I owe something else to that first Western in that long ago May, my freshman year in high school, at the tail end of an unimpressive academic year. And I owe something, too, to Brother Al, a kindly young guy just starting out himself, a guy I haven’t thought of much in many years before writing this. If someone were ever inclined to ask me why I became a writer, I would have to think about the question, approach it from various angles, and I’m not sure my answer would be very satisfying either to the interrogator or to myself. But if I were asked when I became a writer, I would say, without hesitation, it was during the course of writing that Western story, in that hot May at the end of freshman year at Antonian High. During those two weeks of bringing the story along from a glimmer of an idea to its completion, I found for the first time a kind of total immersion in my task, a kind of obsession, my own way of galloping across the sun-baked plains.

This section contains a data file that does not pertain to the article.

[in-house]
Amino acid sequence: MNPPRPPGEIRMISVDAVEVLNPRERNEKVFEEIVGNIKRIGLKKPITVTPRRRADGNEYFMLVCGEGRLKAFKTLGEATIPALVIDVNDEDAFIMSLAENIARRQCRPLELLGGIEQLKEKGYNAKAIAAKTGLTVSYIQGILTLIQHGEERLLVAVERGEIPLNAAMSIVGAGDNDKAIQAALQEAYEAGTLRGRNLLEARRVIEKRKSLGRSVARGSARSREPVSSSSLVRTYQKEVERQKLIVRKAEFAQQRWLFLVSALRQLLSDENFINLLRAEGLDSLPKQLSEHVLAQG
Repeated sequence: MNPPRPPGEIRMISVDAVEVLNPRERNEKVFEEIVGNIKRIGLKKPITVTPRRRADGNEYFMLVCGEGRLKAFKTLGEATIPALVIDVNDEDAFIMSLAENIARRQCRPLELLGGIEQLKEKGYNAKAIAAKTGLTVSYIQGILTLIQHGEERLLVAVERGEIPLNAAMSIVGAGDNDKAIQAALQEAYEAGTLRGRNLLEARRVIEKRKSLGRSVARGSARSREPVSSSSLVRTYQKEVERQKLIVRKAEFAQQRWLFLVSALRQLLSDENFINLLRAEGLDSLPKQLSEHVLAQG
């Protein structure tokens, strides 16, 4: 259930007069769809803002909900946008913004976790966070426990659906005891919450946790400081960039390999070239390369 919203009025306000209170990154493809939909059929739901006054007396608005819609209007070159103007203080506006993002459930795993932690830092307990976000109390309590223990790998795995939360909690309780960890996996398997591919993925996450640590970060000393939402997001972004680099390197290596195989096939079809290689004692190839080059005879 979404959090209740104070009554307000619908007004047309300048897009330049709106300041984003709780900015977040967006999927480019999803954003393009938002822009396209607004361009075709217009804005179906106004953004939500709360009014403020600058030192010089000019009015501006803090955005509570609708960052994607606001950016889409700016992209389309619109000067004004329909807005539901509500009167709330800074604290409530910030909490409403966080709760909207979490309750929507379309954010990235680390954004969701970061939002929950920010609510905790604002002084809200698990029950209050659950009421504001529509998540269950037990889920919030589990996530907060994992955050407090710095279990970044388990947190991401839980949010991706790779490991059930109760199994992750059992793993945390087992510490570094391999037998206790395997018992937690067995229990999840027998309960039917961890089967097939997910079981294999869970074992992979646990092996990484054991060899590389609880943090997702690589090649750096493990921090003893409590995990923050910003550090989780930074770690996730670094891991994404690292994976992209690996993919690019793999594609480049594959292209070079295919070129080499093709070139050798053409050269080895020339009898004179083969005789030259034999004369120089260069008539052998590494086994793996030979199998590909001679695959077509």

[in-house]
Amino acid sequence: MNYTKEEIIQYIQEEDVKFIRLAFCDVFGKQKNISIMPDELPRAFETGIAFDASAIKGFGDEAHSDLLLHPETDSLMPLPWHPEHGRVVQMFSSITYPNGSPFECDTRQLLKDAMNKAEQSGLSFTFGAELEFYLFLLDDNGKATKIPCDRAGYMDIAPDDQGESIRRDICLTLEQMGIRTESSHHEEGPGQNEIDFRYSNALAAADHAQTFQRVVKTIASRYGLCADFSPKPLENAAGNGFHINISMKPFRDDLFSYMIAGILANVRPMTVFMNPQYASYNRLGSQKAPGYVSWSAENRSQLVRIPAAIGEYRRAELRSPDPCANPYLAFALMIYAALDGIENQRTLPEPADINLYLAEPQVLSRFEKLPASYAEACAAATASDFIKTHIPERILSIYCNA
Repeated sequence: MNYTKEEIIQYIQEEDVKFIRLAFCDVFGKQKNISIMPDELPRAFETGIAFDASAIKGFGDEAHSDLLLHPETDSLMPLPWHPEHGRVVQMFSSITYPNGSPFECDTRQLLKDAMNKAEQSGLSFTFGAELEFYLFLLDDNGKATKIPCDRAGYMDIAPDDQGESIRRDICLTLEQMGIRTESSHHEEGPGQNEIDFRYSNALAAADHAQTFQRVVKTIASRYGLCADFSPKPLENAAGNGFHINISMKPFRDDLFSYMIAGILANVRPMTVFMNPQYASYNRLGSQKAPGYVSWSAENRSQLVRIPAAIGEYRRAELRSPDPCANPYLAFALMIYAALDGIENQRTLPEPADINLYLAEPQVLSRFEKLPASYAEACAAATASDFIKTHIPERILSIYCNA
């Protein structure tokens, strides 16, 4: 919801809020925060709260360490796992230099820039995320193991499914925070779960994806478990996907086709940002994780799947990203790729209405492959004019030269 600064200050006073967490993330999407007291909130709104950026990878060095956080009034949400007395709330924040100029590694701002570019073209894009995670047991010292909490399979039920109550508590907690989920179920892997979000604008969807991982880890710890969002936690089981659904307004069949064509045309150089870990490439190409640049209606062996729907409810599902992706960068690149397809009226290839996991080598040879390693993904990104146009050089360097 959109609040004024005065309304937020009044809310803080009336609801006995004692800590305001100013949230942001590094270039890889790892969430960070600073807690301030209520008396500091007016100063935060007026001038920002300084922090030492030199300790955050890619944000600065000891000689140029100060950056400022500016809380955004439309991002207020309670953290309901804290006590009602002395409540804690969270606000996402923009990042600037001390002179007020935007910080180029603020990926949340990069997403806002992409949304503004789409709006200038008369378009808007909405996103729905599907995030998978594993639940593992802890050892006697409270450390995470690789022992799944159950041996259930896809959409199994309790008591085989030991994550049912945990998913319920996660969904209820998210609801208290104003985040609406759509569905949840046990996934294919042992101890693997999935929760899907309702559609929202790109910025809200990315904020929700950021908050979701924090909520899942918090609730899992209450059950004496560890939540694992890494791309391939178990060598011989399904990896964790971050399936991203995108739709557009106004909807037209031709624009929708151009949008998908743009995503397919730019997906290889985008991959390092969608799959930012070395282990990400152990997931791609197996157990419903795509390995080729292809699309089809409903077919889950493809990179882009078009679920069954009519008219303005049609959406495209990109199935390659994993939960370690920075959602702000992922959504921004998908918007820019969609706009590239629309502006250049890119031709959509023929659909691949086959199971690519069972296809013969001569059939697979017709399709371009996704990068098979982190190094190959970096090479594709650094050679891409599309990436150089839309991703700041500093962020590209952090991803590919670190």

Robert Garner McBrearty’s many short story publications include two appearances in the Missouri Review, with other stories in the Pushcart Prize, North American Review, Mississippi Review, and New England Review. As well he’s published three collections of short stories. His most recent book is the novella The Western Lonesome Society, which has been described as an “absurdist Western.”